ESPE Abstracts (2018) 89 P-P2-198

Neonatal Hypocalcemia Due to Maternal Hypovitaminosis D: A Cohort of Children in a Region of Northern Spain

Maria Laura Bertholt Zuber, Concepción Freijo Martin, Pilar Gortazar Arias, Sonia Vilanova Fernandez, Ana Belén Pérez Santos, Maria Garmendia Amunarriz & Inmaculada Palenzuela Revuelta


Hospital Universitario Marques De Valdecilla, Santander, Spain


Background: Neonatal hypocalcemia is defined when the total calcium levels are under 8 mg/dl (Ionic Ca < 1.1 mmol/l) in the full-term newborn, and under 7 mg/dl (Ionic Ca < 1 mmol/l) in the preterm. The fetus entirely depends on the maternal contributions of 25-OH-vitamin D, whose levels are directly correlated with diet and solar exposure. The largest transfer in calcium and vitamin D occurs in the third trimester of gestation, so prematurity is an important risk factor.

Objective: To evaluate the clinical characteristics of 11 neonates diagnosed with hypocalcemia due to maternal hypovitaminosis D in the last 3 years.

Method: Retrospective study of medical records. Statistical analysis with SPSS v.24.

Results: 11 patients: five females, six males. Gestational age: seven full-term and four preterm neonates. Discrete winter predominance (four cases). All appropriate for gestational age (AGE). Only two mothers received vitamin D supplements during pregnancy (200 UI per day). Feeding: seven formula feeding, four cases breastfeeding plus formula. Average age at diagnosis 3.8 days. Clinical presentation: three distal fine tremor; eight asymptomatic, diagnosed in blood test for another reason. All cases: total calcium at lower limit of normality, mean 7.2±0.5 mg/dl (average ionic Ca 0.99±0.05 mmol/l). 25-OH-vitamin D median 10 ng/ml (range 7–26 ng/ml), a case of insufficiency (20–30 ng/ml) and 10 deficiencies (<20 ng/ml). PTHi median 52.4 pg/ml (range 6–165 pg/ml) (normal value 10–45 pg/ml). Maternal study: 25-OH-vitamin D mean 11, 1±4.5 mg/dl, deficiency in all cases. Treatment: four intravenous calcium (mean 6 days) and three oral calcium. Vitamin D supplements, doses of 800 IU/day in 10 cases and 400 UI/day in the patient with insufficiency. Ten patients in follow-up by pediatric endocrinology, six with normal values of 25-OH-vitamin D at 2 months, four patients at 5 months.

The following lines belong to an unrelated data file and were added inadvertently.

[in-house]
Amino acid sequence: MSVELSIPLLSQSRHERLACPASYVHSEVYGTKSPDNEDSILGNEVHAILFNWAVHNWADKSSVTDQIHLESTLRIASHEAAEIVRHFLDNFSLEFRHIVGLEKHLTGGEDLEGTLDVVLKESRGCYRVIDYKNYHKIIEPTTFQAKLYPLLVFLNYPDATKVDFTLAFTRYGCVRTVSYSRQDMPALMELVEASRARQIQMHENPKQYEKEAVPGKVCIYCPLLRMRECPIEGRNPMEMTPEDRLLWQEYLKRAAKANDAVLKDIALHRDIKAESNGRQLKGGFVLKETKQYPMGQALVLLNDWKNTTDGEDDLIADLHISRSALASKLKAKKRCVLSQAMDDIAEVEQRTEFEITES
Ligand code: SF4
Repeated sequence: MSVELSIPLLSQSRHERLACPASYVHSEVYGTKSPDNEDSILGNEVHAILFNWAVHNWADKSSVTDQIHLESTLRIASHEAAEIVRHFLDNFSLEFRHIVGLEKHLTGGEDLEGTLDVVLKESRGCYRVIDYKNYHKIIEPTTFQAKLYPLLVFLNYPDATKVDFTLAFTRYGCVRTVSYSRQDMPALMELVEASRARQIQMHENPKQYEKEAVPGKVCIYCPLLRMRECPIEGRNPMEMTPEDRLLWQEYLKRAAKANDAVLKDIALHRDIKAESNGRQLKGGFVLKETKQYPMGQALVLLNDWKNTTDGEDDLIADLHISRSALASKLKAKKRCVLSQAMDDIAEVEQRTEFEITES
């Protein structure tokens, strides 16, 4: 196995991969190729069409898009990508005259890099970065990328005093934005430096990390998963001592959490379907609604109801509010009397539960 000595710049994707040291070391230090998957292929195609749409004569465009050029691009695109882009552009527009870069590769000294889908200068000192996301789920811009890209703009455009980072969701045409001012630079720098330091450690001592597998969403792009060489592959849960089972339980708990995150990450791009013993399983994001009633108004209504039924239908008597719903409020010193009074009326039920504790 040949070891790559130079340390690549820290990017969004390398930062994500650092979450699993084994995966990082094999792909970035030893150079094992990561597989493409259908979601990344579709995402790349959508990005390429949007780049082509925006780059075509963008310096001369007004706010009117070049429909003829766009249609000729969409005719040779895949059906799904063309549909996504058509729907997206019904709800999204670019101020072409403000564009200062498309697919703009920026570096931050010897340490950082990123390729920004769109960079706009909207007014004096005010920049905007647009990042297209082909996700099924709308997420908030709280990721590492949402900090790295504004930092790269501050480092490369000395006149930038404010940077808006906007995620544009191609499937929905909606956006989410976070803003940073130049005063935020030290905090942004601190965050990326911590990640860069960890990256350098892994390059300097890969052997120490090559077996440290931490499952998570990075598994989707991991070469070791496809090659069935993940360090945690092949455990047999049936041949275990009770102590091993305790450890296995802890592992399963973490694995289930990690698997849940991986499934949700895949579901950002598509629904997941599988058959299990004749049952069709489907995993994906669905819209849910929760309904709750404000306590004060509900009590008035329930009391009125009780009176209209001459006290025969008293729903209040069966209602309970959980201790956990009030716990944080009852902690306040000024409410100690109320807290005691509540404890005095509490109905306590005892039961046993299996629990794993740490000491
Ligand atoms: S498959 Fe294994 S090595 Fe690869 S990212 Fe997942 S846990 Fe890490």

Discussion: Although current recommendations in our country only include maternal supplementation with iodine and folic acid during normal pregnancy, it may be necessary to modify them in the contribution of vitamin D, especially in regions of northern Spain where there is scarce solar exposure. It is important to consider that the effects of the vitamin D deficiency are extended far beyond the phospho-calcium metabolism. Longer studies are required. Many cases of neonatal hypocalcemia and hypovitaminosis course asymptomatically, so it could be an underdiagnosed entity.